You Already Knew

January 13, 2011
Scouring the cold, metal cupboards for anything to eat I realize that we are out of the pork instameal tablets; the only instameals I can find are liver. There is the possibility of cooking an actual meal. Ha! Like anyone nowadays cooks real food; cooking requires too much energy. First, I would have to go fifteen miles to a market to even find fresh food. Then the actual process of cutting meat and vegetables makes my skin crawl. Instead, I make a note to myself to order some more from HID, Home Instameal Database. Bent should be home from school soon and being the teenage boy that he is, he must be hungry.
The front portal slides open and I can hear Bent’s shoes clank against the metal flooring. His hair is protruding straight out to the right side of his head, frozen in the position with hair glue. The holes in his ears are big enough to fit two fingers through. His clothes are so tight that I don’t understand how kids these days can move or even breath. He took his handheld schoolwork and put it on the charging module. “How was your day, Bent?” “The same old thing I do every day. Go to school and sit listening to lectures by robots.” He paused and looked at me with an awkward expression. “I have a question, though. A new girl today mentioned in the lunch commons something called marriage, but she stopped talking when she saw me looking at her. What is marriage?”
I knew this topic all too well. “Well, Bent, hundreds of years ago there was a ceremony called marriage where a man and a woman would declare their devotion to each other and vow to be together forever until death did they part. A contract was formed between the two binding them together legally. A ring was a symbol of this union. When two humans had a great attraction to each other they were “in love.” People would get married to reproduce and have a family together. The man was the husband and the woman was the wife. They would be devoted to each other and would have no physical or emotional relationships with anyone else. The idea was beautiful. They lived in the same house and would spend time together raising their children. Celebrating anniversaries of their marriage was also a very popular gift exchanging event to further show their commitment. In the end, they would grow old together and eventually cease to exist.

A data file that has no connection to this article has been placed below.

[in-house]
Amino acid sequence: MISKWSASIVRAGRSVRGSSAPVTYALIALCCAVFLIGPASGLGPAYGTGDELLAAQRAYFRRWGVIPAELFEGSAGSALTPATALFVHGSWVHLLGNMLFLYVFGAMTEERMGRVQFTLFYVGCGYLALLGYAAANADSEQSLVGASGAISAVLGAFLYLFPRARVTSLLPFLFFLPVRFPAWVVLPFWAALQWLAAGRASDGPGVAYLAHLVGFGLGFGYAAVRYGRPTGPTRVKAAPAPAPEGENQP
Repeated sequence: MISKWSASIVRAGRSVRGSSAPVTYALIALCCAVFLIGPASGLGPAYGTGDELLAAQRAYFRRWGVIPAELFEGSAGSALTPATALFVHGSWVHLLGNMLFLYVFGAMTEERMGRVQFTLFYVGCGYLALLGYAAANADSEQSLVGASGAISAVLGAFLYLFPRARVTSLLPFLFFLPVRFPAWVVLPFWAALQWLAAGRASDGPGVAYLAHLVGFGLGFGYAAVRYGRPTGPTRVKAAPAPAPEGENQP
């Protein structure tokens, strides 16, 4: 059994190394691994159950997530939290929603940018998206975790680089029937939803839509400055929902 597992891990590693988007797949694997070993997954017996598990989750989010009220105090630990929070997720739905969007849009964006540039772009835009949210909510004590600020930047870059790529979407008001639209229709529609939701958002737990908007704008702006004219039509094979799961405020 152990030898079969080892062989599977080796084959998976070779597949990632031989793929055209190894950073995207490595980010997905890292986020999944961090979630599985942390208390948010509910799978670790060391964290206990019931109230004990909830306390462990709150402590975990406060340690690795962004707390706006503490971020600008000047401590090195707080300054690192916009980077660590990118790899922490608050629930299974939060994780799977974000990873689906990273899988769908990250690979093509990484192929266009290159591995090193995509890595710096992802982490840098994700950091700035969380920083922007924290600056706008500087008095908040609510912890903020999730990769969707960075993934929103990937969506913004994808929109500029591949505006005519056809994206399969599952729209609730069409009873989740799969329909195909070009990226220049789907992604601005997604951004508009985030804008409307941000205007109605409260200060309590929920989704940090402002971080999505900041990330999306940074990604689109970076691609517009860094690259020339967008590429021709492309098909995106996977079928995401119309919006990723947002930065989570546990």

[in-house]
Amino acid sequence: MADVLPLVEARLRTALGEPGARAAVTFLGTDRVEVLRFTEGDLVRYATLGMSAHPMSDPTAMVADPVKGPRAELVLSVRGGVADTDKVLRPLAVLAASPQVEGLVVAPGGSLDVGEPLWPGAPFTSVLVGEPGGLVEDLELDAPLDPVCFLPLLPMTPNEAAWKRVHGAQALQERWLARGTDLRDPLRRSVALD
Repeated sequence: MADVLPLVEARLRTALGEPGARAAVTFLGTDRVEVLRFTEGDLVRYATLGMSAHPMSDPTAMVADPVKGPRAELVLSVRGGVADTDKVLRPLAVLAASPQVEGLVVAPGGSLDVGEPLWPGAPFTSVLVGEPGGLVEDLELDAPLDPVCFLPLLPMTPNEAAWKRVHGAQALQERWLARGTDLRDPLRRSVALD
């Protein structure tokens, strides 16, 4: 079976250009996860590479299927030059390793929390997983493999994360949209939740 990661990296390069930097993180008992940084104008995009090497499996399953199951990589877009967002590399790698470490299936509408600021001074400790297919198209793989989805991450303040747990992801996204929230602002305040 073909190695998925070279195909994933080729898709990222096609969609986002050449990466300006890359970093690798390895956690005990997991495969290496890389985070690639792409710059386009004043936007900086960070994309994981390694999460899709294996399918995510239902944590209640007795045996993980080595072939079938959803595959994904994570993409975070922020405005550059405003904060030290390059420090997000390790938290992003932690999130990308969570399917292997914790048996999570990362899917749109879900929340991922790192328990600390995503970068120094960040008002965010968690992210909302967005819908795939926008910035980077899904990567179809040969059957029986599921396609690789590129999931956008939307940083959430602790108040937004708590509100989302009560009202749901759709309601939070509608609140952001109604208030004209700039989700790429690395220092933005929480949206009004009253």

“Then about one hundred years ago, in the earlier years of the 2030’s, more men and women would argue and fight to a point where the marriage would end early in something called divorce. The couple, as they were called, would have more hate for their spouse than they had love. The average span of marriage in the 2030’s was only two to five years. Because marriage was legally binding, in order to separate, the couple had to go to court to get out of the marriage. The thought of marriage wasn’t practical anymore as people spent more money on divorce court than on anything else. Families were broken apart; there was a bout of depression and sadness that spread throughout the United States. Eventually, marriage became a ridiculous notion of the past and has long since been forgotten.
“In this day and age, men and women aren’t legally bound to one another. Individuals change partners like they change their underwear. Relationships aren’t a constant part of our life, but are always changing. This helps to keep life exciting and new. When the idea of not limiting yourself to one partner arouse, there was a population spike and the amount of disease and poverty grew as well. More and more children were abandoned. In the year 2064, those with sexually transmitted diseases, formerly known as STDs, were exiled to a separate but large enough island where they could reside happily yet not spread disease to the mainland. Unfortunately, five years later, a group of terrorists attacked the island destroying everyone that inhabited it as well as the diseases they carried. In order to keep population in check, the government mandated in 2082, that women are only allowed to have one female child, and then they are sterilized.”

A minute passes as he sits there quietly with his head resting on his fist. His eyebrows scrunch as he absorbs all the information I have just told him. I broke the silence, “I had the same look years ago when I asked my mother the same question.” He looks up at me, “If you already knew all of this, then why did you get married, to later be divorced? I saw the ring. I met my sister today. She told me everything.”





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